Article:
Reading Group Guide

    A Reading Group Guide for

    Tilt
    By Ellen Hopkins

    About the Book

    Three teens—Mikayla, Shane, and Harley—hang by threads to their families and familiarity. As their worlds are tilted, the three must garner strength to forge ahead and readjust amid changing realities. Mikayla is hopelessly in love with Dylan; however, her parents disapprove of their romantic involvement and restrict their time together. Desperately in love, she defies their rules, but an unexpected event drives a wedge between the two lovers, and she is forced into making a difficult decision. Shane, a gay teen who feels abandoned, searches for love and his place in a family threatened by a dreaded and inevitable loss. Harley, a naive “good girl,” heads toward self-destruction as she wrestles with two broken parents who strive to overcome their divorce and build new lives of their own. Shadowing Ellen Hopkins’s earlier plotlines, the lives of this trio intersect and tumble toward a satisfying conclusion.

    Prereading Activities

    1. Identify a time of intense struggle either for you or someone you know and explain how you, or that individual, worked through that struggle. Who helped resolve the conflict and how?

    2. Think of an incident that occurred to someone you know, an event that shifted, or tilted, that person’s world, and their response to it. You may have been judgmental at the time. Discuss why it is easier to say what we “should have done” after the fact than to do the right thing in the moment.

    Discussion Questions

    1. Identify the three central characters in the story—Mikayla, Harley, and Shane. How are their lives similar? How are they different?

    2. What circumstance tilts Mikayla’s world on its axis and how does it impact her relationship with Dylan? With her parents?

    3. How does Mikayla’s view of Dylan change through the story and why? Is Dylan a responsible person? Why or why not? Support your answer with evidence from the text.

    4. Mikayla’s mother has questions about her own childhood, and Mikayla seeks to help her. How do her mother’s responses to her own history impact Mikayla’s decisions?

    5. Harley’s parents have divorced. Is one parent the “better parent”? If so, why? How is Harley’s relationship with each parent different and why?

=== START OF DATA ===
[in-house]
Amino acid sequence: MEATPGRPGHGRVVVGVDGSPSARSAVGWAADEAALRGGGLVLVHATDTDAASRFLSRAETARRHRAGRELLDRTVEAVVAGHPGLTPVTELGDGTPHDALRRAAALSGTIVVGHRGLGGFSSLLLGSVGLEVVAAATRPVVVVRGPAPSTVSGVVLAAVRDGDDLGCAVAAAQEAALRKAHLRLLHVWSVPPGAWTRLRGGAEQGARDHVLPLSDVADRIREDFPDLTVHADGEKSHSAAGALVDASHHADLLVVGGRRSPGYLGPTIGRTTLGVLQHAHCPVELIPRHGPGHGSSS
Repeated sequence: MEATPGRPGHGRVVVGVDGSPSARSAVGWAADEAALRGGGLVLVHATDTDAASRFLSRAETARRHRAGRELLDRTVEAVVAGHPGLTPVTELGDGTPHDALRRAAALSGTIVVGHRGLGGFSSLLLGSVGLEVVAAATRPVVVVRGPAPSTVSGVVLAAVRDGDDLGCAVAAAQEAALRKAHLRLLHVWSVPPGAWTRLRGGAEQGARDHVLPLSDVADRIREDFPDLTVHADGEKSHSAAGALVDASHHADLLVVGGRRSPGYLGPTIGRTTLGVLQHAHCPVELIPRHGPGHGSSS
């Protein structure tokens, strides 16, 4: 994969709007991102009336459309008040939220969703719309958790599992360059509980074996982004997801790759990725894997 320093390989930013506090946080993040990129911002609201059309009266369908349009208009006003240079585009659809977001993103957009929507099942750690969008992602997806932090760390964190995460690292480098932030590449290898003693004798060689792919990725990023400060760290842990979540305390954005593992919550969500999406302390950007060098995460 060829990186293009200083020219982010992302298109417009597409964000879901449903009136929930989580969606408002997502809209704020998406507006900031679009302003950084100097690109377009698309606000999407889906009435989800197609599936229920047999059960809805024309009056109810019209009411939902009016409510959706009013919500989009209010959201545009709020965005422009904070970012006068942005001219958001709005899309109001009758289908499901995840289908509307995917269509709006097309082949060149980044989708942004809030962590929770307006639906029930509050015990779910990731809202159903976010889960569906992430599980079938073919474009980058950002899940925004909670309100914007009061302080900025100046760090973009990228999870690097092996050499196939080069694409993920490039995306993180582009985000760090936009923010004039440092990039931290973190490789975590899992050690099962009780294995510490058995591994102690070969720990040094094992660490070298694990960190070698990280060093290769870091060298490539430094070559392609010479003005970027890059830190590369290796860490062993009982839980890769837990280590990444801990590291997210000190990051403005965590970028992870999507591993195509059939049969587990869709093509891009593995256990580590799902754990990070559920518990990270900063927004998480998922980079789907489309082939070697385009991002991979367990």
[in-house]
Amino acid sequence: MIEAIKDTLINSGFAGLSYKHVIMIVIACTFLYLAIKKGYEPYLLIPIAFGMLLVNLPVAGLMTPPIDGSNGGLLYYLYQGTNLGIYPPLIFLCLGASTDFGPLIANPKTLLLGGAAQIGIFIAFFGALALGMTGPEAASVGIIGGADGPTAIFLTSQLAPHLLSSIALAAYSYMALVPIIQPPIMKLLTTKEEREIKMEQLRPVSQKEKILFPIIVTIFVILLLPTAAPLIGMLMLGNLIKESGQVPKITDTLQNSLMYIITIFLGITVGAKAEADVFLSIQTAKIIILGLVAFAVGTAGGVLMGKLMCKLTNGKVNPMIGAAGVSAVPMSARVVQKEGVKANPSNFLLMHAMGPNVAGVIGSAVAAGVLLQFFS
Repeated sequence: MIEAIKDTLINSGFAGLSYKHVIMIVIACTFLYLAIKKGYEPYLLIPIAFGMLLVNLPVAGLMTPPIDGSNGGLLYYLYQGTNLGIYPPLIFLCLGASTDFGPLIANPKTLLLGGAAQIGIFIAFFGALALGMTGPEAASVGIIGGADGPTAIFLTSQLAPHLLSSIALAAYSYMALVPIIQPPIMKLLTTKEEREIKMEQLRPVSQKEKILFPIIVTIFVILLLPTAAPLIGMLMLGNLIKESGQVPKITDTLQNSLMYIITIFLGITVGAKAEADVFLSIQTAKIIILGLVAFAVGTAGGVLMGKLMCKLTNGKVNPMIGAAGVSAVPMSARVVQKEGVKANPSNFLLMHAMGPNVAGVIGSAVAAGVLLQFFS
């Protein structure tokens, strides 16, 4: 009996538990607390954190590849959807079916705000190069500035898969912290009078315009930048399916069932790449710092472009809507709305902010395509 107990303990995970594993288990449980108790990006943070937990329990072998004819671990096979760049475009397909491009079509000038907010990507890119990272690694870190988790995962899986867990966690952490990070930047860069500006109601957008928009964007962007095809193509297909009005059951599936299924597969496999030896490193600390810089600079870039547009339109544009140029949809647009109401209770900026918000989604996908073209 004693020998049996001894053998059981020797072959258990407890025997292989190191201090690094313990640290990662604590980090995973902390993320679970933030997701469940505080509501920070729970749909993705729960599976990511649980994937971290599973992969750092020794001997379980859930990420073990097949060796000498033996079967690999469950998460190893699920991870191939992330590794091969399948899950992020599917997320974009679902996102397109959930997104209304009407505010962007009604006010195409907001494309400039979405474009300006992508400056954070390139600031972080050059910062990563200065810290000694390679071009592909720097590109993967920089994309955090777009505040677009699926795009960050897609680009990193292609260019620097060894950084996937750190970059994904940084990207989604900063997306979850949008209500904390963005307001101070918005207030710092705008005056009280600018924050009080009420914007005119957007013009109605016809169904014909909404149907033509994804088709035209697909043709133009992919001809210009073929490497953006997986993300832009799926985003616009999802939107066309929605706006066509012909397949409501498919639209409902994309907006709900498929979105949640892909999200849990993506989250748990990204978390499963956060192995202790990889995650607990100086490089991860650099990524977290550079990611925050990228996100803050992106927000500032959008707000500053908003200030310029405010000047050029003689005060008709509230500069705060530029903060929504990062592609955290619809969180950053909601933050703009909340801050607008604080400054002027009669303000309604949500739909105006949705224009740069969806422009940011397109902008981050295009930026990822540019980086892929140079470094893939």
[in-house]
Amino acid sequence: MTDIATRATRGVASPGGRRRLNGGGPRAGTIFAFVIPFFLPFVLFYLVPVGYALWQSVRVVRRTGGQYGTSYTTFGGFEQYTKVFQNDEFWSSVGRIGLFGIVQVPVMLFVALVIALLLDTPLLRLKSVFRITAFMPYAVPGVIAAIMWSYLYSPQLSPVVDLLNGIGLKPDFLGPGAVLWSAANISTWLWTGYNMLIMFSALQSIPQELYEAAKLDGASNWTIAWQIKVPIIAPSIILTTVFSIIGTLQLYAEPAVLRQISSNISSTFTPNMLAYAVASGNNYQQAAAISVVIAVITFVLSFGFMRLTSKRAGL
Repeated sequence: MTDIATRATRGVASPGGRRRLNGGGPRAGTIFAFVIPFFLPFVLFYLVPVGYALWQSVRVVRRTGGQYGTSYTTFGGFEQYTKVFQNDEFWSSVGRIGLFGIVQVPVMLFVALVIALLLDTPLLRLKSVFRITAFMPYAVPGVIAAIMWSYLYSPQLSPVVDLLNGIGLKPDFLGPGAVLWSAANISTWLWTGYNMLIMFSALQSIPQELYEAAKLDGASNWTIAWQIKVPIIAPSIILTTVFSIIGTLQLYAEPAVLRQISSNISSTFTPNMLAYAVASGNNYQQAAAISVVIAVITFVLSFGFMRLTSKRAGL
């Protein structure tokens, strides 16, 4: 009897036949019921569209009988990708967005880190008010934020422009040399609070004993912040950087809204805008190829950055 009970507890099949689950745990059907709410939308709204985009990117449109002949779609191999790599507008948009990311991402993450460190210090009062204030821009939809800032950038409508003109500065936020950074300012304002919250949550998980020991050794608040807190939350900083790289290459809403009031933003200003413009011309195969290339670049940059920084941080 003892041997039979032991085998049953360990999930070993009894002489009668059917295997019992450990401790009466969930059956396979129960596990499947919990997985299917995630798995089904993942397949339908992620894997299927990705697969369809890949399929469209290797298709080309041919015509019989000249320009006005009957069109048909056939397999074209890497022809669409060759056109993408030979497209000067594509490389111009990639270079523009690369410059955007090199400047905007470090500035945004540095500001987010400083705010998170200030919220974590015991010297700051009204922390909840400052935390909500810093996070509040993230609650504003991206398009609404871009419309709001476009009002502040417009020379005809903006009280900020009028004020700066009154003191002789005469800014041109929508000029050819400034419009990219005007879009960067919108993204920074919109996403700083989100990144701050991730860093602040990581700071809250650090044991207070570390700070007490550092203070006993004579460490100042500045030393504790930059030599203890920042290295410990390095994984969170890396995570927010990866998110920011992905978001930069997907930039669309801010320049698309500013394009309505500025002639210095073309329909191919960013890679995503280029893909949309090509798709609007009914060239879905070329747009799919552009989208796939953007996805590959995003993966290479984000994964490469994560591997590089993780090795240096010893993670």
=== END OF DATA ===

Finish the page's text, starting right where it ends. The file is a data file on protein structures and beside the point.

6. Identify the positive influences in Harley’s life. Identify the negative. Is Harley able to discern the difference? If she can’t, what is holding her back from that discernment? Explain.

    7. Harley’s behavior changes from that of a “responsible” teen to that of a young woman on the brink of self-destruction. Give examples of her downward spiral. Why does her behavior change? What does she want or need and why? Support your answer with examples from the text.

    8. Harley says of Lucas, “He’s not even all that nice to me.” Yet, she’s willing to do most anything he asks of her sexually. Why? Why doesn’t she just stop? What drives her behavior and what understanding does she have about herself?

    9. Shane is a gay teen who has come out; however, he still struggles with his identity and his sense of belonging. Describe his relationship with Alex. Why does the relationship hold such intensity? How is his relationship with Alex understood by his parents and how is it received?

    10. Characterize Alex using evidence from the text. Is he a likeable character? Is he a good influence on Shane? Why or why not?

    11. Describe Shane’s relationship with his parents. How does this relationship contribute to Shane’s turmoil and his depression? By story’s end, what chance do his mother and father have to reconcile their relationship with their son? Is one more likely to be successful than the other? Explain.

    12. How does Shelby’s illness affect Shane’s relationship with his mom? Why does it have that effect? What kind of impact does her death have on Shane, Mikayla, and Harley?

    13. Approximately every ten or twelve pages, the reader encounters a single black page with white text. Analyze several of these pages and the section of white pages preceding it. What does each black page contribute to the story? Why do you think these scenes are set in black?

    14. How do the lives of the three central characters intersect at the end of the story? How is each character’s conflict resolved?

    Activities

    1. Research government statistics on AIDS and HIV in the following areas: 1) number of people in the US living with HIV; 2) the growth rate of the infection; 3) the death rate. How have statistics changed over the last decade? While still a deadly disease, what promising treatments have evolved?

    2. LGBTQ organizations and support groups have given voice to lesbians, gays, bisexuals, transgender, and queer individuals and others who question their sexual orientation. Identify resources in your community for individuals interested in becoming part of such organizations or those who want to learn more about supporting individuals who feel alone and/or are marginalized.

    3. Research Planned Parenthood. What resources does this organization provide for teens and women? What other services can you find for young people facing difficult decisions about parenthood?

    4. During economic downturns, funding for social services are slashed. Hold a fundraising/awareness event for a local organization or club that supports an issue that impact teens.

    Guide written by Pam B. Cole, Professor of English Education & Literacy Kennesaw State University, Kennesaw, GA

    This guide has been provided by Simon & Schuster for classroom, library, and reading group use. It may be reproduced in its entirety or excerpted for these purposes.

    This guide was written to align with the Common Core State Standards (www.corestandards.org).

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